Australian Labradoodle Training…

Crate Training

Crate training is a great way to house train your new puppy. Puppy should be given treats and toys in the crate to begin the training. The door should remain open while the puppy is getting used to the crate. Meals can be fed in the crate in the beginning as well. Once the puppy is comfortable going in and out of the crate on his or her own you can shut the door for a few moments at a time. I suggest giving the puppy his or her meal in the crate and shutting the door while puppy is eating. If puppy is quiet and continues eating, wait until puppy is finished eating and then open door. Please remember not to make a fuss about puppy coming out of the crate. You do not want puppy to think it’s a big deal to leave the crate. If puppy whines, barks, or howls when the door is closed on the crate ignore completely. Wait until a few moments of silence have gone by and then calmly and quietly open the door. Ignore puppy once he or she exits the crate.

You should gradually build up to leaving the puppy for longer periods of time in the crate. Once puppy is comfortable in the crate he or she should be put in the crate whenever you are unable to directly supervise him or her. Puppies must be watched constantly!

I recommend using a wire crate. If puppy whines, barks, or howls in the crate you can try putting a sheet or thin blanket over top of the crate for a more den-like environment.

The crate should be just big enough for the puppy to stand up, turn around, and lay down.

The most important thing to remember is to not let puppy out of crate when he or she whines, barks, or howls.

Puppies should only be left in the crate for short periods of time. An hour or two at a time for a young puppy is long enough. During the night the crate should be placed beside your bed where you can hear if puppy whines, barks, or howls. If puppy whines, barks, or howls at night wait until he or she is completely quiet and then take him or her outside. If puppy does not wake you up in the middle of the night you should set an alarm once in the night and take him or her outside.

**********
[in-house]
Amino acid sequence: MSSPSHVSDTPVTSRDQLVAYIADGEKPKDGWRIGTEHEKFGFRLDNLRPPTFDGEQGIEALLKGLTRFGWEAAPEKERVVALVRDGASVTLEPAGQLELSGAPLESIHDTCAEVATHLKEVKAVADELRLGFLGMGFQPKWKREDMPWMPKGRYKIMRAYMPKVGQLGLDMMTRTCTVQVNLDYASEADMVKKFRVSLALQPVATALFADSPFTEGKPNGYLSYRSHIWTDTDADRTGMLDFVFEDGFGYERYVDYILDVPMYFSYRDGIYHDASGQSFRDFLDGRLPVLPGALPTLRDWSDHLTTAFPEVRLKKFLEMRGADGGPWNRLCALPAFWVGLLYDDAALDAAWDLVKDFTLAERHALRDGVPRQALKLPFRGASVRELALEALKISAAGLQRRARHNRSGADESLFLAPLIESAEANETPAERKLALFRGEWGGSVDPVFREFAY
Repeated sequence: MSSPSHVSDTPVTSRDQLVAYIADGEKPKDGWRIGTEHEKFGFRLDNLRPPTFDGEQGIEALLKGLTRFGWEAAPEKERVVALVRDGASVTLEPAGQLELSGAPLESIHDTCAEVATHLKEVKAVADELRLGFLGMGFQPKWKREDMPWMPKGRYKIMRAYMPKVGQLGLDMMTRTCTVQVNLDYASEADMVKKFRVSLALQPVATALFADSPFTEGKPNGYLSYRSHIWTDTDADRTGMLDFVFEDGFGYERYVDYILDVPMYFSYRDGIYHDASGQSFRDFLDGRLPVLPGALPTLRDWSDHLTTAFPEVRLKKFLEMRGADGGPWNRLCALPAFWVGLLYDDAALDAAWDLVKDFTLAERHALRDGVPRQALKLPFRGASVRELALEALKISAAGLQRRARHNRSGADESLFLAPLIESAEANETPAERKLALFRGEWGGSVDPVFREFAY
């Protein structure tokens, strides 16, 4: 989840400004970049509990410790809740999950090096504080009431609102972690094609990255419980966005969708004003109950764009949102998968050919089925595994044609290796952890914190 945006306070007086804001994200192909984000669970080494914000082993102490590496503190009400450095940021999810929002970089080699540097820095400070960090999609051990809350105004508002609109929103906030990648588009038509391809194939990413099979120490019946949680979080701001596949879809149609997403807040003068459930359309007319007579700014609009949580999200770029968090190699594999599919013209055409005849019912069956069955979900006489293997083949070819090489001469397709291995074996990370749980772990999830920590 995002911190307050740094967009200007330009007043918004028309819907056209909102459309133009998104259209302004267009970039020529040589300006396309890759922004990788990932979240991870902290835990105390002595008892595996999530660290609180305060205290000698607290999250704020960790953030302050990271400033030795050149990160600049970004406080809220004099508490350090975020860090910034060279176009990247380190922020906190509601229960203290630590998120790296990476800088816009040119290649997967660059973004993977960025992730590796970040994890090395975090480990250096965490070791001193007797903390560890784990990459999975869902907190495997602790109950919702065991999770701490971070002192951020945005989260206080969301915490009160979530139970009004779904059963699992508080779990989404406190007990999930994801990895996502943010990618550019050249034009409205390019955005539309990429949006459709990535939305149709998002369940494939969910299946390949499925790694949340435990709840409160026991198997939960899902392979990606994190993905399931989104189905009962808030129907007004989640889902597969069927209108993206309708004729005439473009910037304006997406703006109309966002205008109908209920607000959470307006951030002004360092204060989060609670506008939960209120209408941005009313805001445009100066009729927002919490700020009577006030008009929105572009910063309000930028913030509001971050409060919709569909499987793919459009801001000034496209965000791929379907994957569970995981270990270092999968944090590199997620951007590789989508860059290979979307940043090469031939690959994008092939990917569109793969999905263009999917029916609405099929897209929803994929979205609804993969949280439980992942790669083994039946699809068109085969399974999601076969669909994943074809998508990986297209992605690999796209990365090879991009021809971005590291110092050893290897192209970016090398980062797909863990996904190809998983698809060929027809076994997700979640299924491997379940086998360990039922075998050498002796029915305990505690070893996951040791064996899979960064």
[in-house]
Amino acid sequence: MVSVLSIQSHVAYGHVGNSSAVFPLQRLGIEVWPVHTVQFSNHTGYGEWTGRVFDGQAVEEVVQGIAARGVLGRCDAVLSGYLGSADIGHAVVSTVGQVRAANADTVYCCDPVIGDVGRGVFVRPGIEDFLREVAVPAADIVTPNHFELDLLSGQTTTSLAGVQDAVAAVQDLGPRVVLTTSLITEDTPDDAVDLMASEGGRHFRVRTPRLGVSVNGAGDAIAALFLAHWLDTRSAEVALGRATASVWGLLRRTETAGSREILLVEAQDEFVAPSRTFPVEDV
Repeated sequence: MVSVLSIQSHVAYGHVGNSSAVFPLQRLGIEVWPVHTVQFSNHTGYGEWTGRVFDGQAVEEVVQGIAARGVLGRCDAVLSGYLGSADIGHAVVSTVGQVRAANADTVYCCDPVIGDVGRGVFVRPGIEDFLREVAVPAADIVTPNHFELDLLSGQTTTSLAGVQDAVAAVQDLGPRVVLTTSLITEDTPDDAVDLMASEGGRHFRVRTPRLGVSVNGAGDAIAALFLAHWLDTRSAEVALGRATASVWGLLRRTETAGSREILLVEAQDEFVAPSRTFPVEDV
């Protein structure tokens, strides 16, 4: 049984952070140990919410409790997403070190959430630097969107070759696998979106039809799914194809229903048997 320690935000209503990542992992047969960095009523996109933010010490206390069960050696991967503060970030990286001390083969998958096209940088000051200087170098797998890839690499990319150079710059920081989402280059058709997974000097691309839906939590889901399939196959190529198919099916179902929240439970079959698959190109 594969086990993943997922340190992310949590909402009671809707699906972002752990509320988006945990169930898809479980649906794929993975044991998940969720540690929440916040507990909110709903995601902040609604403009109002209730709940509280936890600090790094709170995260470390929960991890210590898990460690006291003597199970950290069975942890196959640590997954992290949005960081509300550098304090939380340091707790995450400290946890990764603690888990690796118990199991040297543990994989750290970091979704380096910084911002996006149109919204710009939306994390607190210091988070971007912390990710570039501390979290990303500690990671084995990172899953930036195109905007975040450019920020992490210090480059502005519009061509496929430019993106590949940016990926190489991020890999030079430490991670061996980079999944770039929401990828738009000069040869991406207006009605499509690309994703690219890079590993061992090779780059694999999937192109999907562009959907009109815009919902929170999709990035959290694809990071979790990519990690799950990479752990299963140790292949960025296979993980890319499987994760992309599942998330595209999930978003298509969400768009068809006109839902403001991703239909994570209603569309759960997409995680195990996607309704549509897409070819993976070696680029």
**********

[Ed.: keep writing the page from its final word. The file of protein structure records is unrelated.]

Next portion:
Dogs should never be left all day in a crate. If puppy has to stay alone all day, puppy should be left in a gated off kitchen or bathroom with newspaper and lots of toys.

Adult dogs or older puppies can be left in a crate for up to four hours at a time. An adult dog can be exercised in the morning, left in the crate with chew toys for a few hours, taken for more exercise and a pee, and then returned to the crate for another few hours. This should only be done occasionally though. It is not fair for a dog to be left every day in a crate. If your dog must be left alone all day she should be left in a puppy proofed room rather than a crate.

Used responsibly, crates can be an excellent tool to raise a puppy.

House Training